I attended my first ballgame at Cashman Field in 1987, or ’88. I know that because we got an autograph from Bip Roberts. My family was on vacation in Las Vegas and I was bored by hanging out in the video arcade at the Circus Circus all day.
The team was called the Las Vegas Stars back then, Triple-A affiliate of the San Diego Padres. Being shortly after the Mets World Series victory in ’86, I was in a state of full baseball obsession. I was spoiled though. I had seen my team go from perennial cellar dwellers to World Series Champs in about five years.
Back in New York, I was in high school, and I rode the bench with our varsity baseball team. I was the manager, which in high school just means the one who keeps the score book and helps with the equipment. But I didn’t stop there. I compiled the stats after each game. I made up index cards for each player, in pencil, because I would erase and update as needed. During practice, or before games, the guys would gather around me, clamoring for a look at their cards. These were my guys.
When I went off to college in Syracuse, I chose to major in journalism, because I wanted to write about baseball. One of my professors took me to a Skychiefs game, then the Triple-A affiliate of the Blue Jays. Minor League ball was the only choice once I moved upstate. But there was a lot of it.
Growing up less than 40 miles from Shea Stadium, I had never thought much about the minor leagues. I would hear the name of the Mets’ top draft picks, and then forget about them until they showed up in Flushing 3 or 4 years later. Granted, there weren’t many options to keep track of what was going on down on the farm before the internet, aside from subscribing to Baseball America.
I ended up having to leave school after the first year. I joined the Army, which meant I spent four years far away from my Mets. One of my duty stations was Fort Carson, Colorado. So I went to see the Colorado Springs Sky Sox, then the Cleveland Indians Triple-A affiliate. The Rockies were still a year away from their first season. I spent the rest of my tour in Germany. No baseball there.
Back in the states, I went to school in Santa Barbara. Dodger Stadium was just a couple of hours away. But then I moved to Provo, Utah for graduate school in 1999. The Mets were making a playoff run. We all know what happened that fall. And the fall after, when they went to the World Series. After they lost, I remember walking around in the supermarket thinking, no one around here cares what just happened. The Subway Series meant nothing so far away from the metropolitan area.
But we did have baseball. There were the Salt Lake Bees, Triple-A of the Angels. Then the Angels brought a rookie ball team to Provo. I was teaching summer semester, but I decided to apply for a second job at the ballpark. I got a job working as an usher. The pay was negligible, I think around $5 an hour, but I was basically getting paid to watch baseball.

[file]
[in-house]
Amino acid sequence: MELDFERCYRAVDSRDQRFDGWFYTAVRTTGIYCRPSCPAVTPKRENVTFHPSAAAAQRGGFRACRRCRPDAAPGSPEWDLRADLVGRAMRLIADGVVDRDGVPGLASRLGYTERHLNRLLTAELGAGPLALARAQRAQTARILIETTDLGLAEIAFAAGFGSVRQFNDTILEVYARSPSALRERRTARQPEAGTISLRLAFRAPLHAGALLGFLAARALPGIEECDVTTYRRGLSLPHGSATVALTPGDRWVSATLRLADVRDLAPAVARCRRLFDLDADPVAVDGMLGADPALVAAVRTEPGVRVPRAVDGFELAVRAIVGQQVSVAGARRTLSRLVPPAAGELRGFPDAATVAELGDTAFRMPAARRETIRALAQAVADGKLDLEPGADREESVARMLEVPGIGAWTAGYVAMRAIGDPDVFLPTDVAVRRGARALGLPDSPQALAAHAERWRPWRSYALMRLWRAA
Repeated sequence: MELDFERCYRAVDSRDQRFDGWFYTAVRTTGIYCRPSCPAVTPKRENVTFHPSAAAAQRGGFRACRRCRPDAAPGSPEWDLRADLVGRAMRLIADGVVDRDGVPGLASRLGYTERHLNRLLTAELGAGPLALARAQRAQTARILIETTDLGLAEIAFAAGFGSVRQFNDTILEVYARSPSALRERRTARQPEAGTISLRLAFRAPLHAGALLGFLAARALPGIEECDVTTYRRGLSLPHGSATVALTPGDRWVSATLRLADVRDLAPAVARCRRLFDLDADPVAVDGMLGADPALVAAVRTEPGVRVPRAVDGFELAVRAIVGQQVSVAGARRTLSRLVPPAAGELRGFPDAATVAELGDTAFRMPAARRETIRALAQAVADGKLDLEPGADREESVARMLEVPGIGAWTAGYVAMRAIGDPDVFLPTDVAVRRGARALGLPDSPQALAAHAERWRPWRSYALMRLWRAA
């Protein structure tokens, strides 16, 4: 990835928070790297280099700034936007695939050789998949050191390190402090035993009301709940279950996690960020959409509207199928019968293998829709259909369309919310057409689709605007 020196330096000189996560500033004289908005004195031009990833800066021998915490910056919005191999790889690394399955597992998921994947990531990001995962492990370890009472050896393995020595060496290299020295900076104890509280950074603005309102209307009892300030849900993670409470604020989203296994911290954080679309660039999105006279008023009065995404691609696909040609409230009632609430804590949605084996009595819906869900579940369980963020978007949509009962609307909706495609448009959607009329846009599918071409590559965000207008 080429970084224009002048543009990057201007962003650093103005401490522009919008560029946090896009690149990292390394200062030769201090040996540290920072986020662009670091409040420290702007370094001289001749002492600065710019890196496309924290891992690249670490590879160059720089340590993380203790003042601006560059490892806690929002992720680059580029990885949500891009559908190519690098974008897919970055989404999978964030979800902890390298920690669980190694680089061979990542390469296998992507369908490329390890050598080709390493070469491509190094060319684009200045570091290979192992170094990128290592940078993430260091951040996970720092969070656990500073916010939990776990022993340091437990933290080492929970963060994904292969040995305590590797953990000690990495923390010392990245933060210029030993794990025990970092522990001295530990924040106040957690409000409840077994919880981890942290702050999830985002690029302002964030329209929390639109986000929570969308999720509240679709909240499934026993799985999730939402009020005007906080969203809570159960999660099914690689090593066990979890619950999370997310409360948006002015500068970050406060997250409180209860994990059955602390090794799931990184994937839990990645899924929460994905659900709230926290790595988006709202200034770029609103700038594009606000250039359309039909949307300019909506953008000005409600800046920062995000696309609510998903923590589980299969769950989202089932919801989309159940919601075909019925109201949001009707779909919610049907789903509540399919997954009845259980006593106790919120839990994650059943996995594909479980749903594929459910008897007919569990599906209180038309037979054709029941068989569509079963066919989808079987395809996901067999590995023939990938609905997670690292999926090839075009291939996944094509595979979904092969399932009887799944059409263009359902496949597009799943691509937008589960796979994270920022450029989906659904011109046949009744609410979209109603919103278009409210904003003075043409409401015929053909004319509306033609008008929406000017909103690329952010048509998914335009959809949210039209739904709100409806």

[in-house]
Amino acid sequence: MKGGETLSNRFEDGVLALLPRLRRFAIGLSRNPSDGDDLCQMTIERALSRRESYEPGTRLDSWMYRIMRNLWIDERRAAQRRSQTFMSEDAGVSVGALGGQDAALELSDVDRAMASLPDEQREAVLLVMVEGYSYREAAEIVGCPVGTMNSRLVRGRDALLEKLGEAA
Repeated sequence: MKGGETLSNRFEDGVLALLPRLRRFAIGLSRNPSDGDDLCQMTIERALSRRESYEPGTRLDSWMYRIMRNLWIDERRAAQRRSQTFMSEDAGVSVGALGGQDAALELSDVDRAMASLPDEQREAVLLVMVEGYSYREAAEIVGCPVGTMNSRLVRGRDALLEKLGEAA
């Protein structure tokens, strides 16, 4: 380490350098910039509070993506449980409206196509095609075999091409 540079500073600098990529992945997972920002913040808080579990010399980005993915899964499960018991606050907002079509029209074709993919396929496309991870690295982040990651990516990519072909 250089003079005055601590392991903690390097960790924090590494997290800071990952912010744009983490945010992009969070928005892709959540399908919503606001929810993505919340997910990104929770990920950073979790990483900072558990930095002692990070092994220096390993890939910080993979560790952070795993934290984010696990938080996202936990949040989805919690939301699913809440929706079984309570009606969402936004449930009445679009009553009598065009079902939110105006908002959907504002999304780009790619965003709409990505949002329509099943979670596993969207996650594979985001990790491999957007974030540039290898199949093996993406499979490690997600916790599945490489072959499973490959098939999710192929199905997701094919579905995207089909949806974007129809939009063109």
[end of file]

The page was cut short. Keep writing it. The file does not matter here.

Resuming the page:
The players, most of them right out of high school, were probably making a similar pittance. But they played their hearts out, chasing their dream. I got to know some of them. They were my guys. I got to hear about how they got there and their hopes for making it. But mostly just how much they loved the game.
I never found out if any of those Provo Angels made it to the big leagues. A year later, after I left Provo and moved to Vegas, the Angels moved the team to the neighboring town of Orem, and they became the Orem Owlz.
Now in Vegas, I visited Cashman for the first time in almost 20 years. The team had become the Las Vegas 51s, the Dodgers affiliate. After 8 years the Blue Jays moved in. I went to a game or two every year. But then came the Mets in 2013. And once again, I had my guys.
Much closer to the big leagues, I get to see some of them make it. And some never will. Some pretty much know they may have come to the end of their road. But they love the game so much they play as long as they can. They may go to independent leagues, or Japan, or Korea. And some of them even come back and play in the minors again.
My dad says most of them are just there so the real prospects have someone to play with as they blast through the system. That may be true. But someone saw something in each one of them. And for every Kris Bryant or Bryce Harper, there are hundreds of guys, from whom no one expects much, but they work hard, and some of them become great. You never know.
I cheer for them all just the same. They all have a story. And that’s what I love about the minor leagues. In the big leagues, they have stories too of course. How they got there, if they succeed or fail. But the minor leaguers are in that place where they don’t know what’s going to happen. Any day, the manager could call them into his office and tell them they are going to get their shot in the show. And then, they could help my Mets.
The gentleman who sits in the row in front of me at Cashman told me that he has had those same seats in the the row behind the home dugout for 33 years. In that time, he has seen guys from all four of the organizations on their way up, and on their way down. And now he’s seeing some of those guys’ sons on their way up and/or down.
I asked him earlier this season who his “native” team is, from where ever he lived before coming to Vegas. Ostensibly, I meant which big league team. “Nobody,” he said, gesturing to the field. “These guys.”
(Mascot photo by Cirilo Maldonado, photo with Brandon Allen by George Nieves)